Homemakers Are Equal To Earning Household Members: What Is The SC Domestic Worker Compensation Case?

The bench comprising Justices Suryan Kant and KV Viswanathan, described the work of a homemaker as invaluable and said their contributions could not be quantified in monetary terms.


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The Supreme Court, on Friday, stated the role of a homemaker to be as important as that of an earning member, and increased the compensation for a deceased homemaker in a motor accident claims case.

The bench comprising Justices Suryan Kant and KV Viswanathan, described the work of a homemaker as invaluable. They stated that the worth of a woman managing the household was of a “high order” and her contributions could not be quantified in monetary terms.

What Was The Case?

The court was addressing a motor accident lawsuit related to the death of a woman from Uttarakhand in a 2006 road accident. Since the vehicle she was in was uninsured, the responsibility to compensate her family fell on the vehicle owner.


The family of the woman, including her spouse and young child, was initially awarded a total compensation of Rs 2.5 lakh by the motor accident claims tribunal. In 2017, they appealed to the Uttarakhand High Court for an increased compensation but their plea was rejected.

The High Court upheld the tribunal's decision to consider the woman's hypothetical income as lower than that of a daily wage worker. In its order, the High Court noted that she was a “homemaker” and, therefore, the compensation was determined based on her life expectancy and a minimum notional income income.

What Is Minimum Notional Income?

Minimum notional income refers to the lowest estimated or assumed income that an individual is deemed to have earned, even if they did not actually earn it.


In the context of a homemaker's compensation, minimum notional income is often used to assign a value to a woman's household contributions.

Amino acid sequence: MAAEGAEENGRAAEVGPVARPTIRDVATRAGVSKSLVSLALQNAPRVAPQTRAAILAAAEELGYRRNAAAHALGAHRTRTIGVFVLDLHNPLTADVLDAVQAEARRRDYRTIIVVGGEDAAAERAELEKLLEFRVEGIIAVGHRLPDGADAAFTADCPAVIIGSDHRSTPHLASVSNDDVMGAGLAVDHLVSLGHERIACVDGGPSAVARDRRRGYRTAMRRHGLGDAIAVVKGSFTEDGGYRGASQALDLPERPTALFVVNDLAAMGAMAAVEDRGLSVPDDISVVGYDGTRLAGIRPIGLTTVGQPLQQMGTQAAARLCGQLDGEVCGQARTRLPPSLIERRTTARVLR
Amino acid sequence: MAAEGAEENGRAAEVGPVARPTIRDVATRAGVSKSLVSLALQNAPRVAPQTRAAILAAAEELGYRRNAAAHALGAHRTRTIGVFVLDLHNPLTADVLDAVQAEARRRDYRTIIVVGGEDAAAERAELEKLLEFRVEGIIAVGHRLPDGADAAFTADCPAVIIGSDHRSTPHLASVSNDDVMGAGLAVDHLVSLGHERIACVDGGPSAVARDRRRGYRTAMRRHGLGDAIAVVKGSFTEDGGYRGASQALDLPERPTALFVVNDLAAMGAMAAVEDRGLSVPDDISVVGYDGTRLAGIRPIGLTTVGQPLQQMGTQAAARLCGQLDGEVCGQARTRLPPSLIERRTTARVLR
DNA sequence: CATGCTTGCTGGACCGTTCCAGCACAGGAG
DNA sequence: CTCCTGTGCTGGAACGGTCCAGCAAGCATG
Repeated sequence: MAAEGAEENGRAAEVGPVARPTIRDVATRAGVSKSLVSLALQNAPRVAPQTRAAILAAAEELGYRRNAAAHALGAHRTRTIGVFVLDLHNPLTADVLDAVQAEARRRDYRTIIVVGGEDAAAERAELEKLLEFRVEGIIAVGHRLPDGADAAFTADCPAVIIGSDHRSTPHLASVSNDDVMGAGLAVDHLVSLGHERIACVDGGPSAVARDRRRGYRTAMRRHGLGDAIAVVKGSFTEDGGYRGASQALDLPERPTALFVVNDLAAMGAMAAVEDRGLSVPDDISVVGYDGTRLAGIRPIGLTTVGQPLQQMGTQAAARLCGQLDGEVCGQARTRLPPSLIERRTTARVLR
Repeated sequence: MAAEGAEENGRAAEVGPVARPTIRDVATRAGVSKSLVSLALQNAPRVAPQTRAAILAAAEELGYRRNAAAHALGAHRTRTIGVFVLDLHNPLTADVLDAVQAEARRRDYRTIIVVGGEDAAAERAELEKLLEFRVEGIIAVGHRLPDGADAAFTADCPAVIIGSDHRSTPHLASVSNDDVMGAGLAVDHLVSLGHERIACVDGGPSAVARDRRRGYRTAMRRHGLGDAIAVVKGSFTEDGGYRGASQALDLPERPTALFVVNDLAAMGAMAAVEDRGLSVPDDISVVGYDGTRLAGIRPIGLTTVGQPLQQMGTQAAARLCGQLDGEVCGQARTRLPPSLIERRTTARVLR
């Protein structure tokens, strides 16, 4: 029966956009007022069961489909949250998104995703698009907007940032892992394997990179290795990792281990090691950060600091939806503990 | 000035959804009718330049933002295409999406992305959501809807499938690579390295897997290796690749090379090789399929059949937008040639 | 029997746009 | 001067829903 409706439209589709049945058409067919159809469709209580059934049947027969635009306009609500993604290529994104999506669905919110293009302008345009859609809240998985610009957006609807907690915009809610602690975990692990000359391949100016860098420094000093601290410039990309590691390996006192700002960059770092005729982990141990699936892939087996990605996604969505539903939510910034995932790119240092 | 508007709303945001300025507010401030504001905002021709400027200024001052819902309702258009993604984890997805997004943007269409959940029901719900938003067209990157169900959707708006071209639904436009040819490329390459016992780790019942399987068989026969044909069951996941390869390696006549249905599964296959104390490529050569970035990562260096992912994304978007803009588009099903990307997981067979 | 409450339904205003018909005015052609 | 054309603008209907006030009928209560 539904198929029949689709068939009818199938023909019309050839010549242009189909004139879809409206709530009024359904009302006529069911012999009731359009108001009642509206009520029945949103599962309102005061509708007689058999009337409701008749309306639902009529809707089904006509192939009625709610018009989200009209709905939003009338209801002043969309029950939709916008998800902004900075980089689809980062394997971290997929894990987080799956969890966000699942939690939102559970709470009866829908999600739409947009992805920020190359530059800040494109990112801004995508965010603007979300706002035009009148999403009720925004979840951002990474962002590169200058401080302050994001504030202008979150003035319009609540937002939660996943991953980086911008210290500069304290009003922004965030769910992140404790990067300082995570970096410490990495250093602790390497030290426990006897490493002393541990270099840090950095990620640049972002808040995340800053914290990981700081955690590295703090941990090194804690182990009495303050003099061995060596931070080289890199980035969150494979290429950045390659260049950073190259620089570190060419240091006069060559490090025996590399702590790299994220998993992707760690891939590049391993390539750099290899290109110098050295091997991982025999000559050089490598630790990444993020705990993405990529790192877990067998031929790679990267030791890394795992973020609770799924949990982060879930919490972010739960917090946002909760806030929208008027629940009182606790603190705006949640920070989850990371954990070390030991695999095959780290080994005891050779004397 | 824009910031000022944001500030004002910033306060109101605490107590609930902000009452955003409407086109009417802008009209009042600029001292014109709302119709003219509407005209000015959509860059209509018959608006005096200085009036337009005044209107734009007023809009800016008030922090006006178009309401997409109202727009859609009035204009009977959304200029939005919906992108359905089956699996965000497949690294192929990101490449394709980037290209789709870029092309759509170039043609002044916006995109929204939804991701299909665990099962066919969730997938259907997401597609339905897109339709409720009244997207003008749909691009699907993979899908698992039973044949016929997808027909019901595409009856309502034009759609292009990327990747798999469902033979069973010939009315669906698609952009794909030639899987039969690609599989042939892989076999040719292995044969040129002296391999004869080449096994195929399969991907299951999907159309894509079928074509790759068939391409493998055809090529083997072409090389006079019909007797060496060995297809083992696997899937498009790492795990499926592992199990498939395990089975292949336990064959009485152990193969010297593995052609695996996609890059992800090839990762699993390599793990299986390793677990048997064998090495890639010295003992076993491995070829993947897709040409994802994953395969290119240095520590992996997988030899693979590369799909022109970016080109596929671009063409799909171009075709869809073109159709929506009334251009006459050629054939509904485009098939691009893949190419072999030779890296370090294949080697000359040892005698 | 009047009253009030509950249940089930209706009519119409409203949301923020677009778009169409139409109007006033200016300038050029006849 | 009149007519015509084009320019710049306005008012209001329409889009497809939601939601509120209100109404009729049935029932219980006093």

A 2021 BBC report looked at a study done by Prabha Kotiswaran, a law and justice professor at King's College London which examined around 200 cases filed between 1968 and 2021 under an Indian law that governs road transport vehicles and imposes penalties for reckless driving, among other things.

She found that the courts in the country had created a new legal approach regarding compensation for household work. Judges had determined a value for the unpaid work done by women who had passed away in road accidents, in order to fix a compensation amount.

“The Supreme Court has awarded lump sum amounts up to 9,000 rupees a month as a notional income for a deceased housewife aged between 34-59 years with a lower amount for elderly women, aged between 62-72. Compensation decreased with age as courts believed she would be doing less childcare work as children grew up,” the report stated.

The study also found a case where the concept of "equal economic partnership" was used. “In one judgement, the judges viewed marriage as an ‘equal economic partnership’ so that the homemaker's salary would be half of the husband's salary,” the BBC report stated.


What Was The Supreme Court’s Decision

On Friday, the Supreme Court criticised the High Court's decision and condemned it for taking an old-fashioned approach, the court said “how can a homemaker’s income be treated as less than that of a daily wager? We don’t accept such an approach."

The Supreme Court enhanced the compensation of the deceased woman to Rs 6 lakh and in their order stated, “The role of a homemaker is as important as that of a family member whose income is tangible. If the activities performed by a homemaker are computed one by one, there cannot be any doubt that the contribution is of a high order and is invaluable. In fact, it is difficult to compute her contributions only in monetary terms."


“One should never underestimate the value of a homemaker,” the bench added.